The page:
They broke my heart when they fired Griff Luneberg from managing the Cactus Cafe, cutting the heart out of the place that has been an incubator of talent for decades.

    No doubt they will break my heart again and again.

    But the idea of KUT is stronger than any BM, stronger than any individual wearing a suit. The people who’ve made KUT KUT for decades: John Aielli, Paul Ray, Jay Trachtenberg, even Bob Branson — remain its wonderful beating heart, despite the strictures and cages placed around them by BM. Some of the recent additions — Ed Miller, Tom Pittman (however briefly, bless him) — retain the individual voice that made KUT sweet to my ears.

    (Jody Denberg must think he’s died and gone to heaven, with the degree of freedom he has now, compared with KGSR — or not — I dunno.)

    Despite all this, despite all this, what station do I turn on at my house at 5:45 AM and turn off at bedtime? What station is the first preset in every family vehicle? You guessed it … KUT.

    It could be that this is an indicator of the sad state of radio in Austin these days. I love KMFA but I need me some news and also something new, however much I love the classics. Maybe KUT is all there is. I wish I could receive KDRP, Larry Monroe’s new home, but so far, no good (except online, thank heavens).

    I’ve been listening since I came to UT in 1975, and I will keep listening for the foreseeable future. I have been listening longer than the current management at KUT has been managing, and I will listen long after they’re gone. They can’t drive me away — they just drive me crazy.

    In my dreams I have many millions of dollars, and I sit down with BM, and I tell them how the cow ate the cabbage. I read them the riot act. I tell them I will give them all my money IF they stop their idiotic and unnecessary control and greed and just let the music play — oh, and bring back Larry Monroe, Paul Ray, and Griff Luneberg — if they’ll come. Give John Aielli as many hours as he wants. (Though he’d be welcome to stay on the air until he drops in the studio, he may wish to retire sometime, and that will be a sad sad day).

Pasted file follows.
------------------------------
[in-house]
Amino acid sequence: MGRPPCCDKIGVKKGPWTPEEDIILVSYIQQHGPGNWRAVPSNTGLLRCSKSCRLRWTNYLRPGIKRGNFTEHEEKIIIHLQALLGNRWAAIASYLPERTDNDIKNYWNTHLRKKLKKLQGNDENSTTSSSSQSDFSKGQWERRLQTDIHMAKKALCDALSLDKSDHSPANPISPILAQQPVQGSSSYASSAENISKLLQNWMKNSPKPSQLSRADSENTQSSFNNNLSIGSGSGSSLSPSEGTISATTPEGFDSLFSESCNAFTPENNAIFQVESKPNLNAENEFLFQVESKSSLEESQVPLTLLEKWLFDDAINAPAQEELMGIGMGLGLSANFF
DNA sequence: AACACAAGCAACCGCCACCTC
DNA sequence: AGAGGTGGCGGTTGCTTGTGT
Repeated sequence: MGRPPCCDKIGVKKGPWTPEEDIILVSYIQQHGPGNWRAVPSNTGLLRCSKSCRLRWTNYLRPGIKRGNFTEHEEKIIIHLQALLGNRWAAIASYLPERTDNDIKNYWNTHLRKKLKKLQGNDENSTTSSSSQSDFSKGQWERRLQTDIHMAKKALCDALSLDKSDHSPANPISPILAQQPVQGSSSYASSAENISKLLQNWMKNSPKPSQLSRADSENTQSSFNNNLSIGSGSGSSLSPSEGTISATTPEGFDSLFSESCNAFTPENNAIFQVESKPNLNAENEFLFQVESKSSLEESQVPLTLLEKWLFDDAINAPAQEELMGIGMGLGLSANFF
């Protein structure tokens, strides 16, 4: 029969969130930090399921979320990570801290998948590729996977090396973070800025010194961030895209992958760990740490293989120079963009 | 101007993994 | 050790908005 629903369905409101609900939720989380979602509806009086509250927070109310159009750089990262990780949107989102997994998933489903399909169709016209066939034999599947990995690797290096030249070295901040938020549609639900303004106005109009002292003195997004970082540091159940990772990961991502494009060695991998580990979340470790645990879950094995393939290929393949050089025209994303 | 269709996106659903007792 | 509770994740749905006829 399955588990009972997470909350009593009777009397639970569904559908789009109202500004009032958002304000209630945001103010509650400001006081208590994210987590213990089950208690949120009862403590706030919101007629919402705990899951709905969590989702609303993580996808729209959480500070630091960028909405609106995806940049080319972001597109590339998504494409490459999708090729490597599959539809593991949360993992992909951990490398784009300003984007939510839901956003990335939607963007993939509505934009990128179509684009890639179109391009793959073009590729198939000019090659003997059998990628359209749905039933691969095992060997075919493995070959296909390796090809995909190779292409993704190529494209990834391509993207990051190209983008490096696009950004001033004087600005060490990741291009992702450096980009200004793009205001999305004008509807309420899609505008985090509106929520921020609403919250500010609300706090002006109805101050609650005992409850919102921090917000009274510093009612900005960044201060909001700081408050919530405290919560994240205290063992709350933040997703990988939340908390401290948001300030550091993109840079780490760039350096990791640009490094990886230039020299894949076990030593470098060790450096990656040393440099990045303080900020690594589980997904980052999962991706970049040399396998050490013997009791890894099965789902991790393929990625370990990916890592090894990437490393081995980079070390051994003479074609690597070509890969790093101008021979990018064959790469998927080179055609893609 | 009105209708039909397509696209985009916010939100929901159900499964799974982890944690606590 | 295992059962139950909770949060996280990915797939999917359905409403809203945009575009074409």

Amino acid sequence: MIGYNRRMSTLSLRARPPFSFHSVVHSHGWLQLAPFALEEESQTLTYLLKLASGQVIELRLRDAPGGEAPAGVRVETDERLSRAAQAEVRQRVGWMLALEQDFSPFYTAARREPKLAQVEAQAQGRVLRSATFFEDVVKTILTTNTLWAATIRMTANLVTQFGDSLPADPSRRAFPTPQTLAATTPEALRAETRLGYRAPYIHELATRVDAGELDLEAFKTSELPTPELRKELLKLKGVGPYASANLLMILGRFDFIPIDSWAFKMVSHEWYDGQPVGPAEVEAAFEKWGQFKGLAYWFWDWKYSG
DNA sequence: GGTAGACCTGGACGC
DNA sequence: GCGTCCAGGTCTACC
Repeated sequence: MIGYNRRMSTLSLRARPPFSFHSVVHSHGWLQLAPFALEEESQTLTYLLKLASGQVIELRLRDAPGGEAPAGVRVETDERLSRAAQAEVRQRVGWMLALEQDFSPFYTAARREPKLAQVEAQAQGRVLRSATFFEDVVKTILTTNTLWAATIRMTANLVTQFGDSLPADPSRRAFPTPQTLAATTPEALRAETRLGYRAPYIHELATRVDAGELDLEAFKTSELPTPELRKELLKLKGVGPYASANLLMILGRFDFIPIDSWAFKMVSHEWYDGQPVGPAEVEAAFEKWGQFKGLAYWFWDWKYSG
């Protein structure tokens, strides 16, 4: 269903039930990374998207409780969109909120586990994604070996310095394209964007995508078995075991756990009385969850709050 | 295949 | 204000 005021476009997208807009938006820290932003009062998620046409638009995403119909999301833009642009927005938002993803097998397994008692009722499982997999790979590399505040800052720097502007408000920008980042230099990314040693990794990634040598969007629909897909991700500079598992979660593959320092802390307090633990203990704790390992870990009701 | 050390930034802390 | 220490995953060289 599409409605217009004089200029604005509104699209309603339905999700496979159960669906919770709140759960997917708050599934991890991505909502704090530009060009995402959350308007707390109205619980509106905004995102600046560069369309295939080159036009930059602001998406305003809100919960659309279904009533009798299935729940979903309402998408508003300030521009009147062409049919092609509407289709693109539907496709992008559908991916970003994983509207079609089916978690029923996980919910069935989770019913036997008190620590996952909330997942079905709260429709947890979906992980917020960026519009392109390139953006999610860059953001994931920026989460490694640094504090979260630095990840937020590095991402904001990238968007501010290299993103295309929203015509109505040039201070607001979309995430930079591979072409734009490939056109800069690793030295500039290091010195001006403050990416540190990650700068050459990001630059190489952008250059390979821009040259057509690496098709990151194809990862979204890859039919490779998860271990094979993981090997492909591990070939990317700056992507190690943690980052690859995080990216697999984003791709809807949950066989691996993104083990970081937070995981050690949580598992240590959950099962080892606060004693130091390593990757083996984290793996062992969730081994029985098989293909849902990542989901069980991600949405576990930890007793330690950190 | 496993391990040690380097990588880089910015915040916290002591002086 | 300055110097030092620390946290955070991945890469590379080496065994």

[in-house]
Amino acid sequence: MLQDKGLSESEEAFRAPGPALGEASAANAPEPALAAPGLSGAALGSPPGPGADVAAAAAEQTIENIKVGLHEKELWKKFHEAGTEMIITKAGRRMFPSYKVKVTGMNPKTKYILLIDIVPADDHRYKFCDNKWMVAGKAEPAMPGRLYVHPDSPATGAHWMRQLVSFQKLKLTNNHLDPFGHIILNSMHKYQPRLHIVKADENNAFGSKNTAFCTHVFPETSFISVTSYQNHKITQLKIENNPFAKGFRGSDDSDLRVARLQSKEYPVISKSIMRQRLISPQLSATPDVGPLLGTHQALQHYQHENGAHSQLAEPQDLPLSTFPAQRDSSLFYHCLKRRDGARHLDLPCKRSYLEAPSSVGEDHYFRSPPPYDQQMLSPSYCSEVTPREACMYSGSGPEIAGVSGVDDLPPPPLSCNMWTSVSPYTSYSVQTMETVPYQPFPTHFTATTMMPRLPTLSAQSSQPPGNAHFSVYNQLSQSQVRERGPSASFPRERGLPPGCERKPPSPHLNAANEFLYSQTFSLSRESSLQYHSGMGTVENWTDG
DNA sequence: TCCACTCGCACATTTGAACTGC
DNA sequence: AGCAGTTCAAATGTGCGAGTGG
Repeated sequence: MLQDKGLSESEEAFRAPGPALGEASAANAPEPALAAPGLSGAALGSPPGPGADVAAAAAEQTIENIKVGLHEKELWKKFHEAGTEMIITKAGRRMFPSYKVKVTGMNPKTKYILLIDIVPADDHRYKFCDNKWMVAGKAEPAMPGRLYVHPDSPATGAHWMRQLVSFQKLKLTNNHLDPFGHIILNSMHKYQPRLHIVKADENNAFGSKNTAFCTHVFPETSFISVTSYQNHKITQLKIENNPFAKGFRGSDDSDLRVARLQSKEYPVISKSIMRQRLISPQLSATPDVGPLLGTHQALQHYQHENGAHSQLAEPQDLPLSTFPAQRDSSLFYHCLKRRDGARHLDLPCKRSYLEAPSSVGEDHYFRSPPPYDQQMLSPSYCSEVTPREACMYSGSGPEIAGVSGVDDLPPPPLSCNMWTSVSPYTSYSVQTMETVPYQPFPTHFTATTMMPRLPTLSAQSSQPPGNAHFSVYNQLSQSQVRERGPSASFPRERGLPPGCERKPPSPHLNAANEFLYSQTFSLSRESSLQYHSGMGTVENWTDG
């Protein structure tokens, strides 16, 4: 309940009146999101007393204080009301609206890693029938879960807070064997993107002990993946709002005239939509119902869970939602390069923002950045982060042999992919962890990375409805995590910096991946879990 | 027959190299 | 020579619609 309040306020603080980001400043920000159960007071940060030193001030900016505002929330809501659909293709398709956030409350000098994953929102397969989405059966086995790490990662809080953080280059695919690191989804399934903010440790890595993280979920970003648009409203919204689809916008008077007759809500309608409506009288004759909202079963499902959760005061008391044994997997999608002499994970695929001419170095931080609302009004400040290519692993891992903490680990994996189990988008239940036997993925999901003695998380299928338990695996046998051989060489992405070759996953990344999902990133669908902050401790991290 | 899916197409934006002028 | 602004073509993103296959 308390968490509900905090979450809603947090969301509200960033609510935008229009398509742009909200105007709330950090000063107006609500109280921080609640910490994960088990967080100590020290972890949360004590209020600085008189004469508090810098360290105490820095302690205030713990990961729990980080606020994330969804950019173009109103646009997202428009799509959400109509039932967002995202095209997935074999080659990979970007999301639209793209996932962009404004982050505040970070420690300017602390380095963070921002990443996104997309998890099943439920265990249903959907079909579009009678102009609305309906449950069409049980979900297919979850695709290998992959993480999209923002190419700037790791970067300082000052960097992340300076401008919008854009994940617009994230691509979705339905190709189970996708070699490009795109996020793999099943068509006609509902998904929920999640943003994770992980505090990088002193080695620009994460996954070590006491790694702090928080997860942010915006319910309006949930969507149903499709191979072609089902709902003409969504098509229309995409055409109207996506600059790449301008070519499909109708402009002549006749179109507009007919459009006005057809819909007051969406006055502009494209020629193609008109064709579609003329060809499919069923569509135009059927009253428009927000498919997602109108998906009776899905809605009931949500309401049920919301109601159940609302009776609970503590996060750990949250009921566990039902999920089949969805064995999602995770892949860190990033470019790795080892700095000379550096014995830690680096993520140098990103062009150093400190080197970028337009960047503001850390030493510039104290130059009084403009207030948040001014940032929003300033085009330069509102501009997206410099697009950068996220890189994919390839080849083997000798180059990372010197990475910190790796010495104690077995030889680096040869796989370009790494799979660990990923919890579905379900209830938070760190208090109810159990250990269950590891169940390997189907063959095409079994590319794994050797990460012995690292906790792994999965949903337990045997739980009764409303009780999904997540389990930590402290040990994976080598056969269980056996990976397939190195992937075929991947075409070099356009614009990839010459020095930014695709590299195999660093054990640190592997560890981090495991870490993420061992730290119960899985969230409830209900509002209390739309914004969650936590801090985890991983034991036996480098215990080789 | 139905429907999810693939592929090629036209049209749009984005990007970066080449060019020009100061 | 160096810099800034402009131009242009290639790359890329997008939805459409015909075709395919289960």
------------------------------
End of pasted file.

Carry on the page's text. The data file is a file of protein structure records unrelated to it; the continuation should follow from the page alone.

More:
Just try not to break my heart anymore than you have to, KUT. Even the longest of long-term relationships should not be taken for granted.


    Julia Kinsey Welch
    Lago Vista TX

  3. John, while I agree with you in spirit I’m sure that KUT’s legal team would tell you that they’re not airing commercials. They’re airing “enhanced underwriting spots,” which are within FCC guidelines as long as certain criteria are met. And since UT Systems has whole buildings full of lawyers at their service you can bet that each of those spots have been vetted and cleared. I would say the best time to write to the FCC would be when their license comes up for renewal. There may be some chance of showing that they violated their charter with all these changes. Now I am hearing the strains of the “Blue Monday” theme coming out of my speakers again. I am outta here ! ! !

  4. Because the “non-profit, educational” broadcasting license for KUT is held by the University of Texas Regents (who do not fund the station), the most productive protest is to file a complaint with the FCC online or by mail (very easy). KUT violates the rules by airing commercials. If enough listeners file complaints, the FCC (new administration) will investigate and potentially suspend the license until commercials end. This is the most direct and effective way to change KUT (actually UT Regents).